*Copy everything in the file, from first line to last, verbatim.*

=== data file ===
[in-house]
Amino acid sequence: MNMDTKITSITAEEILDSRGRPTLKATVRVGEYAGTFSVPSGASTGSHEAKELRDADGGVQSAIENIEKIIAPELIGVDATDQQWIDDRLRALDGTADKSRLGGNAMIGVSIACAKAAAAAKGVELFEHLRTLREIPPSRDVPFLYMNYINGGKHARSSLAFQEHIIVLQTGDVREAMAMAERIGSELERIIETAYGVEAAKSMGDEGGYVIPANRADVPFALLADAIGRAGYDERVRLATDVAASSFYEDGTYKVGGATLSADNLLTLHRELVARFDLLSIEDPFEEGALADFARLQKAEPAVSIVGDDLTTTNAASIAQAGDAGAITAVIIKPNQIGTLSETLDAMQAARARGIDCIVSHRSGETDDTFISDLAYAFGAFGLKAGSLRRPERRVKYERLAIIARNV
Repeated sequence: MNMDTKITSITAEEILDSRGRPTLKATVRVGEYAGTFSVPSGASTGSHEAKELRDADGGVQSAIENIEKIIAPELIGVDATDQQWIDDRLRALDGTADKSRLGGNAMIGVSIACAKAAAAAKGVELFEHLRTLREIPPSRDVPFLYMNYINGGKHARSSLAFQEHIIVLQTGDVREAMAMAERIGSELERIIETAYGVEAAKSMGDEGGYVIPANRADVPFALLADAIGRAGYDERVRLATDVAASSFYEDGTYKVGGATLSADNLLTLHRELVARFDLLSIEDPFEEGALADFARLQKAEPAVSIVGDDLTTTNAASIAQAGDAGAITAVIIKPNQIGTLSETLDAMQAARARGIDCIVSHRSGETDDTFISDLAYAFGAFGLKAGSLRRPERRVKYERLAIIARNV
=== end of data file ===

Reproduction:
[in-house]
Amino acid sequence: MNMDTKITSITAEEILDSRGRPTLKATVRVGEYAGTFSVPSGASTGSHEAKELRDADGGVQSAIENIEKIIAPELIGVDATDQQWIDDRLRALDGTADKSRLGGNAMIGVSIACAKAAAAAKGVELFEHLRTLREIPPSRDVPFLYMNYINGGKHARSSLAFQEHIIVLQTGDVREAMAMAERIGSELERIIETAYGVEAAKSMGDEGGYVIPANRADVPFALLADAIGRAGYDERVRLATDVAASSFYEDGTYKVGGATLSADNLLTLHRELVARFDLLSIEDPFEEGALADFARLQKAEPAVSIVGDDLTTTNAASIAQAGDAGAITAVIIKPNQIGTLSETLDAMQAARARGIDCIVSHRSGETDDTFISDLAYAFGAFGLKAGSLRRPERRVKYERLAIIARNV
Repeated sequence: MNMDTKITSITAEEILDSRGRPTLKATVRVGEYAGTFSVPSGASTGSHEAKELRDADGGVQSAIENIEKIIAPELIGVDATDQQWIDDRLRALDGTADKSRLGGNAMIGVSIACAKAAAAAKGVELFEHLRTLREIPPSRDVPFLYMNYINGGKHARSSLAFQEHIIVLQTGDVREAMAMAERIGSELERIIETAYGVEAAKSMGDEGGYVIPANRADVPFALLADAIGRAGYDERVRLATDVAASSFYEDGTYKVGGATLSADNLLTLHRELVARFDLLSIEDPFEEGALADFARLQKAEPAVSIVGDDLTTTNAASIAQAGDAGAITAVIIKPNQIGTLSETLDAMQAARARGIDCIVSHRSGETDDTFISDLAYAFGAFGLKAGSLRRPERRVKYERLAIIARNV